Shirky's argument is so persuasive that he ends up wondering if the rise of bloggers means the end of the film industry:
This change in the direction of free content is strongest for the work of individual creators, because an individual can produce material on any schedule they like. It is also strongest for publication of words and images, because these are the techniques most easily mastered by individuals. As creative work in groups creates a good deal of organizational hassle and often requires a particular mix of talents, it remains to be seen how strongly [sic] the movement towards free content will be for endeavors like music or film.
However, the trends are towards easier collaboration, and still more power to the individual. The open source movement has demonstrated that even phenomenally complex systems like Linux can be developed through distributed volunteer labor, and software like Apple's iMovie allows individuals to do work that once required a team. So while we don't know what ultimate effect the economics of free content will [have] on group work, we do know that the barriers to such free content are coming down, as they did with print and images when the Web launched.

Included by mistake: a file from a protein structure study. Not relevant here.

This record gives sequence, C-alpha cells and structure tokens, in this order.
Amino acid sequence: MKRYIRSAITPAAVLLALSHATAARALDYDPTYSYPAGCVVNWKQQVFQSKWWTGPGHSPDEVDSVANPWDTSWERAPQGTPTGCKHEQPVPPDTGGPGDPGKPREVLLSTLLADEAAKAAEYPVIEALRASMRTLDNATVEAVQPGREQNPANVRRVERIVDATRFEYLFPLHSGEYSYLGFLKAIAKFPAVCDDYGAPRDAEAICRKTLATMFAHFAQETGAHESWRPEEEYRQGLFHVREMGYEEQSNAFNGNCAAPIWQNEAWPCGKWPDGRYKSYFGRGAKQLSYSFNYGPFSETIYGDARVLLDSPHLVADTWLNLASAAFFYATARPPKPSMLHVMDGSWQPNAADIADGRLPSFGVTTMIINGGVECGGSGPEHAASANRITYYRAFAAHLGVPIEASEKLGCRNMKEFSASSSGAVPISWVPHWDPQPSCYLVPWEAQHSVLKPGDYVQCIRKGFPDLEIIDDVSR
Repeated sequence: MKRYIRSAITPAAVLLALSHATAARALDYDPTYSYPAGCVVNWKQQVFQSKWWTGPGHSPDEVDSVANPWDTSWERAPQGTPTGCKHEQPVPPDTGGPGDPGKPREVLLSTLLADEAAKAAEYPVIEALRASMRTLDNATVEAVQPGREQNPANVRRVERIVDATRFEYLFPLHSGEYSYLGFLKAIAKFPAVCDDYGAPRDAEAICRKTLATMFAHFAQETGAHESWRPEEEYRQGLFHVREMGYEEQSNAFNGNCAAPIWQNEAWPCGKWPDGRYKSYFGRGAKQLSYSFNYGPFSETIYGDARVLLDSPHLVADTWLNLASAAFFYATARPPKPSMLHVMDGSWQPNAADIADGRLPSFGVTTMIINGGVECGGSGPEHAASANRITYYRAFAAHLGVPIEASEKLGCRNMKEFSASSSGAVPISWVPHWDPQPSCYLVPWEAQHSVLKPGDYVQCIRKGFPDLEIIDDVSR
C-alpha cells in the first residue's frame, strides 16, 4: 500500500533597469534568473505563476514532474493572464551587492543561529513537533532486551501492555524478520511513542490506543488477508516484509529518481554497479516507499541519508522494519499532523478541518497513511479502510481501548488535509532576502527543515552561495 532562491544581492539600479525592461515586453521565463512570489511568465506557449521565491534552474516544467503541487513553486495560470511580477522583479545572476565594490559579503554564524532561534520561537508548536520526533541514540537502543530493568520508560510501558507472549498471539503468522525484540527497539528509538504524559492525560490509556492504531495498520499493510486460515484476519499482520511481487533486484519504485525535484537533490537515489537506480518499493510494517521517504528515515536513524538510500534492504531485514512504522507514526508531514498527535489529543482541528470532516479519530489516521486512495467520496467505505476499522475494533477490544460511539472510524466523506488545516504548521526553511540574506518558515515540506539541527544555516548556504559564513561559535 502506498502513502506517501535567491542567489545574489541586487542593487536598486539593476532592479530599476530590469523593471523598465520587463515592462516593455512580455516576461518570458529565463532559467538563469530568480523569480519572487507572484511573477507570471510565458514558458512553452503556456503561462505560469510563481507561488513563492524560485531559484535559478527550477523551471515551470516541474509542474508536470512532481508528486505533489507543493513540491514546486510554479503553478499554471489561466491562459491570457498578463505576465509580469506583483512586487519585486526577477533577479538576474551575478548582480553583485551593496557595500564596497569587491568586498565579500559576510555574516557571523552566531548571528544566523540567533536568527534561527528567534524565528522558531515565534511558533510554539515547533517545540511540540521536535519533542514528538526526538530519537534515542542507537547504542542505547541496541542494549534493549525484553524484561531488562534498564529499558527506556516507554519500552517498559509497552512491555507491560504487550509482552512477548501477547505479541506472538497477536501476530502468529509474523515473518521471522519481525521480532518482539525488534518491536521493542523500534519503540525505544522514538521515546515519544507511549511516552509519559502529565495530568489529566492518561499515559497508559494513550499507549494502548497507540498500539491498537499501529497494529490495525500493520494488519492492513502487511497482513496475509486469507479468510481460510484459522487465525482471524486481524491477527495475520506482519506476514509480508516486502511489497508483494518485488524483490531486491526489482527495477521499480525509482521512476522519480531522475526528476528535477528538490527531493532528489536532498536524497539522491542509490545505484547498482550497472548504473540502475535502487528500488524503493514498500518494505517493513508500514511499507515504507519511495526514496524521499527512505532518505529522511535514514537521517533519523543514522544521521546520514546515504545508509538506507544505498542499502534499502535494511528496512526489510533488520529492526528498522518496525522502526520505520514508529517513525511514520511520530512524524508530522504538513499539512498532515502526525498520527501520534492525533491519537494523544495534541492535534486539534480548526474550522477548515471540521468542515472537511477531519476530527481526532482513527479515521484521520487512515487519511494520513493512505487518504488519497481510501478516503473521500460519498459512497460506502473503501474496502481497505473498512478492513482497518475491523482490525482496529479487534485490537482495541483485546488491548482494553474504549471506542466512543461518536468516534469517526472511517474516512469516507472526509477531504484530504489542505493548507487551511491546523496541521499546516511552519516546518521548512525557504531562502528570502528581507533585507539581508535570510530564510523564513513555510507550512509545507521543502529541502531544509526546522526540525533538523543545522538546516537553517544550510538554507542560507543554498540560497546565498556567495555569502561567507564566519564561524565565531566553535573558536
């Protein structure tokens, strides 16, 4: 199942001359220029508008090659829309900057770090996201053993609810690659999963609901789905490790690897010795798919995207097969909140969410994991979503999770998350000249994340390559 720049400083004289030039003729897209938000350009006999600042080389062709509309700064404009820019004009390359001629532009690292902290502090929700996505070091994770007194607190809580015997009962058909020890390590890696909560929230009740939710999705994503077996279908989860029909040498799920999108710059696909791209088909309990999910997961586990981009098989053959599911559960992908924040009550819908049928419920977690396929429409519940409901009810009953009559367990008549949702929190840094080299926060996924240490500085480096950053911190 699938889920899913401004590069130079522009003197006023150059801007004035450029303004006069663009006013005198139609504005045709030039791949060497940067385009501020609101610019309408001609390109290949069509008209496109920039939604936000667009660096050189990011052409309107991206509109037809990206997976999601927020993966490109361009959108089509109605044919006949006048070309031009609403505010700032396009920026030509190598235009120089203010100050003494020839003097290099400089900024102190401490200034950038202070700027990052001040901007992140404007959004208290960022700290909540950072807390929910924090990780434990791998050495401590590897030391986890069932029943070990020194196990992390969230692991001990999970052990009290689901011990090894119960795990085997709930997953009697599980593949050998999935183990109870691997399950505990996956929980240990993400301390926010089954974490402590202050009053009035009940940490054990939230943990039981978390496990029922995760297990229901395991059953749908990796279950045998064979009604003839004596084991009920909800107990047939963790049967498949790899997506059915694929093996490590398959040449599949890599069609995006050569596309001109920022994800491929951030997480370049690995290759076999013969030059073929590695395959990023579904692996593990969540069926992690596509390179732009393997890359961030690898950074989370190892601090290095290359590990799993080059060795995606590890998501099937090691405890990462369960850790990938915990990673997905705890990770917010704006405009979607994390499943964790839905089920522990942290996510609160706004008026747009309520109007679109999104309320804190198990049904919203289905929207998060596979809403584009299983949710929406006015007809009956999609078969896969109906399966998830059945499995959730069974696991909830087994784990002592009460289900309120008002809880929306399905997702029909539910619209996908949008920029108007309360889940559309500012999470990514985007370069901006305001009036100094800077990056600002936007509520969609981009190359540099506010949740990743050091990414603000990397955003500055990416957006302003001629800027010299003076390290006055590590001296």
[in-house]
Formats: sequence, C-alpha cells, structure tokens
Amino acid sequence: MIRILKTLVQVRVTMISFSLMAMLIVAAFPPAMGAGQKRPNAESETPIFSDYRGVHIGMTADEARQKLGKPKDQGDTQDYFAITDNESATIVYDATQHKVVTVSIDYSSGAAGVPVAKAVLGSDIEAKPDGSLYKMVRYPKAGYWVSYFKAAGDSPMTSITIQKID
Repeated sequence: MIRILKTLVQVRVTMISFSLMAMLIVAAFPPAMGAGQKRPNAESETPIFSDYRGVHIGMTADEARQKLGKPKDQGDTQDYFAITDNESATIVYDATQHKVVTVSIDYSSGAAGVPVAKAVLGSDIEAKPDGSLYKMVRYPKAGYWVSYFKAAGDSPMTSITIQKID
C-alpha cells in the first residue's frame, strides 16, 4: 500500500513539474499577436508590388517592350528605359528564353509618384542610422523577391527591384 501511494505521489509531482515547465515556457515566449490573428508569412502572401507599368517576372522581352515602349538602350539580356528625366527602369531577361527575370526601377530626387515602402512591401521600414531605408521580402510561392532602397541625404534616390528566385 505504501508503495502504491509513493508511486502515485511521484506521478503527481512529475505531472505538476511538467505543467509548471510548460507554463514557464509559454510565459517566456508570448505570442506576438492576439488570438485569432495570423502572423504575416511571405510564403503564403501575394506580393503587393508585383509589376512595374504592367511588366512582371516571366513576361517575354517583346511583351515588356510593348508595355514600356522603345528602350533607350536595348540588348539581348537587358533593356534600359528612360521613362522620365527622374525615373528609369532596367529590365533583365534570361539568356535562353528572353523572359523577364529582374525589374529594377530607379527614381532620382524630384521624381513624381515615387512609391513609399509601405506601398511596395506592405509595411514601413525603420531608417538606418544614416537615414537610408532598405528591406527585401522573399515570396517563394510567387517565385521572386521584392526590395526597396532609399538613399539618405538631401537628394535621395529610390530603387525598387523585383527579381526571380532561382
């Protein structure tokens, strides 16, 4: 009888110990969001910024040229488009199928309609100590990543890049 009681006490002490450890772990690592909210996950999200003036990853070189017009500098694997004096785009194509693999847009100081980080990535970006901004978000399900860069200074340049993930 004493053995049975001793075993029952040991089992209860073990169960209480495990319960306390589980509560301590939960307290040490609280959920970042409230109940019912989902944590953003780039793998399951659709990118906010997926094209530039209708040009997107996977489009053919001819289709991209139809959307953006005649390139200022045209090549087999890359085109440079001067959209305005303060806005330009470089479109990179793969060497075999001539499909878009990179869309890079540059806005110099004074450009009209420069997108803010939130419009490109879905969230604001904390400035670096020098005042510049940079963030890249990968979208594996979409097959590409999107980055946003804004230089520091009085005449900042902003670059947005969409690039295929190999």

I can tell you with certainty this much: Shirky's argument, while brilliant, is incorrect. His logic is flawless, but the thing he describes as impossible already happens every day. Micropayments have been happening regularly for nearly a hundred years. It's just that they don't happen in technology, and people outside tech use a different term for them: residuals. Some people buy swimming pools with their residuals; other people buy half a Nestle Crunch with their residuals, and pay for the rest of it with the money from their day job. So residuals span the gamut, from the micropayment to the megapayment.
By the way, the economics of TV on your iPod, or DVD, or the Internet, or anywhere outside of TV are very different from the economics of TV on TV. The Writers' Guild in Hollywood is amping up for a strike, because the studios give them bullshit residuals on DVDs, and are trying to get an even more one-sided deal on downloads.
I don't really have a conclusion, it's more a question. I know there's an economist who argued that software should be free before he ever heard of the free software movement. He came to the conclusion on purely economic grounds and was quite cheerfully surprised when somebody told him that the thing he had predicted for some day in the future had already started to happen. I forgot the guy's name (sorry), but obviously he would argue against the idea of residuals for software. In practice free software is very frequently superior to licensed software, and the theories of the free software movement explain very cleanly why. So I think I probably don't owe DHH money, but I'm really not sure.